Oriana Fallaci, one of Italy’s best known and most controversial journalists, has died at her home in Florence. She was 77 and had been battling cancer for several years. Fallaci made her name as a war correspondent and as a tenacious interviewer of some of the world’s most famous leaders. Gaetano Pedulla, director of the daily “Il Tempo” said she will be best remembered for her forthright views: “The Pope has just warned us about the big dangers of fundamentalism – dangers which Fallaci saw well before anyone else,” he said. “She did not highlight the differences between cultures; she simply said there needs to be a dialogue. An argument she fought hard for especially after September 11th,” he added.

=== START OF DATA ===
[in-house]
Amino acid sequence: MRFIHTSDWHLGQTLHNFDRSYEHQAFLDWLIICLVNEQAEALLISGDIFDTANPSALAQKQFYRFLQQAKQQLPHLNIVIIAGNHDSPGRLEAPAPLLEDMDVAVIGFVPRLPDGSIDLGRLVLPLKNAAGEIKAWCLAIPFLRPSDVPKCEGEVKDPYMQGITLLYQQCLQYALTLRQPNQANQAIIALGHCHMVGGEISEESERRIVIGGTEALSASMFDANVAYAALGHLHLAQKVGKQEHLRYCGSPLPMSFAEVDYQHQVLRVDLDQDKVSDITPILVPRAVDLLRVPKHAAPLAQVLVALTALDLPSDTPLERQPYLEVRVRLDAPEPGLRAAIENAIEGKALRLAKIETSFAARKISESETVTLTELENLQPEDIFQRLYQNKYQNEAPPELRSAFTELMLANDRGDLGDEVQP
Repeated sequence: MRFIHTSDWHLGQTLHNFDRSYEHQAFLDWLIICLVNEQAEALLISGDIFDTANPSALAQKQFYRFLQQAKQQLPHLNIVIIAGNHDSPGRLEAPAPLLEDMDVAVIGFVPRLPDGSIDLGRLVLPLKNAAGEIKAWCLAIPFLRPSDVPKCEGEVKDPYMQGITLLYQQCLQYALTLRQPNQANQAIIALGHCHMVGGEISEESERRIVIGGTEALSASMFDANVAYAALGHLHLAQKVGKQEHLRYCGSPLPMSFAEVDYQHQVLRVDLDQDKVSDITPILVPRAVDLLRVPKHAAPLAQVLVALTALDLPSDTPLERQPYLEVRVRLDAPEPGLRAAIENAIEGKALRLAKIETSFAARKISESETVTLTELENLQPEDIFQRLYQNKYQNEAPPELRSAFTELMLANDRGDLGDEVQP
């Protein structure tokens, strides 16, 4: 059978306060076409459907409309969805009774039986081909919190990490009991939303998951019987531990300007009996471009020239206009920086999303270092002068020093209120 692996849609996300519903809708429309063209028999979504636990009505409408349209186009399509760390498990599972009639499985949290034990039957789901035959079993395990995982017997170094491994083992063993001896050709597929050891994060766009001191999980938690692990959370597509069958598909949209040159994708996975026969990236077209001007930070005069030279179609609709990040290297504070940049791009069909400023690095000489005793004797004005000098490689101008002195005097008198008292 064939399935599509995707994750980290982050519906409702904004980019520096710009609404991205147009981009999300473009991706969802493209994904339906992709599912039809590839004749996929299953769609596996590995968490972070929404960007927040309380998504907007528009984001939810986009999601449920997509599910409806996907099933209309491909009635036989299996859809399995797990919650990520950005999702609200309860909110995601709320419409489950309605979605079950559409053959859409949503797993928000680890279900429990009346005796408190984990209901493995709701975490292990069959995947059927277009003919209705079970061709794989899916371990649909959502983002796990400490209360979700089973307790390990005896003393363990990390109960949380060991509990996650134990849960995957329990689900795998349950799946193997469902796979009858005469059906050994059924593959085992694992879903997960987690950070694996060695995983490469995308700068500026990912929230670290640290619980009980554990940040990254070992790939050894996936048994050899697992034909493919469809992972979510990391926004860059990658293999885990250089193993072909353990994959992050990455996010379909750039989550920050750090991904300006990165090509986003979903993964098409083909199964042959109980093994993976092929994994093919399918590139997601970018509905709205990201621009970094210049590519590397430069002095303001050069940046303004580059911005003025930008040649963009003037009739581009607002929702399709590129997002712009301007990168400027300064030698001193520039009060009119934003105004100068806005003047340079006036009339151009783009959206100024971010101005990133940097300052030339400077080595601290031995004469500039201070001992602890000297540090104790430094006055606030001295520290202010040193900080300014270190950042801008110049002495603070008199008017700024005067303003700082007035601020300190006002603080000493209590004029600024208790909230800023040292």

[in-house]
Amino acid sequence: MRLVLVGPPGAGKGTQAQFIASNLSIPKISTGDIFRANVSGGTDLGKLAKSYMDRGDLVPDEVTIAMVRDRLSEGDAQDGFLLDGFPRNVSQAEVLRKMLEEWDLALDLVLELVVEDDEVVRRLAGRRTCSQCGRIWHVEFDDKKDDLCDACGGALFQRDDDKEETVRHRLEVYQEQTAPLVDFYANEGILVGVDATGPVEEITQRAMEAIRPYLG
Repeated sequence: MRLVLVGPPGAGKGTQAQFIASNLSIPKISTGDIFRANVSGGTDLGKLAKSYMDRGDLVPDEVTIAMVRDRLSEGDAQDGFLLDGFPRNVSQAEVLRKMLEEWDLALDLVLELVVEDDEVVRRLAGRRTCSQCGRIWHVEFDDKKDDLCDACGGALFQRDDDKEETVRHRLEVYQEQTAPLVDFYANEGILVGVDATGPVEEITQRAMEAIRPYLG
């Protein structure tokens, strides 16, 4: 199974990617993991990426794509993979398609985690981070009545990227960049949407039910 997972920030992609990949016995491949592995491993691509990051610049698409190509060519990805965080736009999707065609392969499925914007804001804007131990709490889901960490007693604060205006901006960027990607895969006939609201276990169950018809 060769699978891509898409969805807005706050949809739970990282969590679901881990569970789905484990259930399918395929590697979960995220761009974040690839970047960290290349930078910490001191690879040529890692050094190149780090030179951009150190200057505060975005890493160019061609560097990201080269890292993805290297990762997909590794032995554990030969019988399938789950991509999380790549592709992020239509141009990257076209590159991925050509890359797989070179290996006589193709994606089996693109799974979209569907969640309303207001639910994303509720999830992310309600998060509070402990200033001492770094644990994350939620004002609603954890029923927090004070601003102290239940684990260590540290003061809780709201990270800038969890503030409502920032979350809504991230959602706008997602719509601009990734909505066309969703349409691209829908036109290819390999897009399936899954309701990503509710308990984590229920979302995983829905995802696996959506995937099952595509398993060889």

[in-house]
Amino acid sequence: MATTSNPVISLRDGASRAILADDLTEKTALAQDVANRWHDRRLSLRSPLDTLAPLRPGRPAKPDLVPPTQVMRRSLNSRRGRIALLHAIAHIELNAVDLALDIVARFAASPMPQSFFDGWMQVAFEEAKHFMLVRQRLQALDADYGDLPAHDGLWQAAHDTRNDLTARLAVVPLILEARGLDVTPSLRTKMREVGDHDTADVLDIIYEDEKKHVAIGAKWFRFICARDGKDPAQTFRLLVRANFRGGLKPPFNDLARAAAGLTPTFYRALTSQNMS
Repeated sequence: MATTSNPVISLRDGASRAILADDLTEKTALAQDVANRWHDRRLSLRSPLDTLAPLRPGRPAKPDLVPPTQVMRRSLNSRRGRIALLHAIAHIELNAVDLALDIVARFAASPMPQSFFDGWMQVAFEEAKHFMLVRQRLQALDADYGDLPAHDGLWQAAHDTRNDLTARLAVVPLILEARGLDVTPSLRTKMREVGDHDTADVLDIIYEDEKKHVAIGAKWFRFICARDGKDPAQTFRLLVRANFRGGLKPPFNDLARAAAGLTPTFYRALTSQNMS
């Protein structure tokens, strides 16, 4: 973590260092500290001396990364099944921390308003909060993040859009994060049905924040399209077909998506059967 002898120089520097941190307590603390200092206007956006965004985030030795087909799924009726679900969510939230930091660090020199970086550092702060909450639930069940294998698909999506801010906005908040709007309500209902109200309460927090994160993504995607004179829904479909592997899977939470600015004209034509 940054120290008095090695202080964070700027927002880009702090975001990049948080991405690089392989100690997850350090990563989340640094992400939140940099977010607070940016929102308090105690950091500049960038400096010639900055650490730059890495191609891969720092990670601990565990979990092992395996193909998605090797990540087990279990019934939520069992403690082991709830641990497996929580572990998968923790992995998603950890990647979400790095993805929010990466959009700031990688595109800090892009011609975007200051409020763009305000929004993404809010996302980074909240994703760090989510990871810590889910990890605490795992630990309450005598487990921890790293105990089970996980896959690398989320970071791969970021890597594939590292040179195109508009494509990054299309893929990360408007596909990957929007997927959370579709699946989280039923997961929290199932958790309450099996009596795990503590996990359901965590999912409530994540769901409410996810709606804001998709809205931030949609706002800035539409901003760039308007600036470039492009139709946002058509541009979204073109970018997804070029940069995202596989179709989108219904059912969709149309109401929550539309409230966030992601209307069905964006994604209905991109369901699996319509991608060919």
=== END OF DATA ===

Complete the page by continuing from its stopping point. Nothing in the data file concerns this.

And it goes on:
However, she divided her fans with her best selling book, “The Rage and the Pride” – an outspoken critique of Islam. In it she said Western culture was superior to Islam and described Arab immigrants in Europe as dirty and bigoted. In a later book, “The Force of Reason”, she wrote that “terrorists” had killed 6,000 people over the past 20 years in the name of the Koran and said the Islamic faith “sows hatred in the place of love and slavery in the place of freedom”. Last year, a judge in northern Italy ordered Fallaci to stand trial on charges she defamed Islam, but the case never went to court.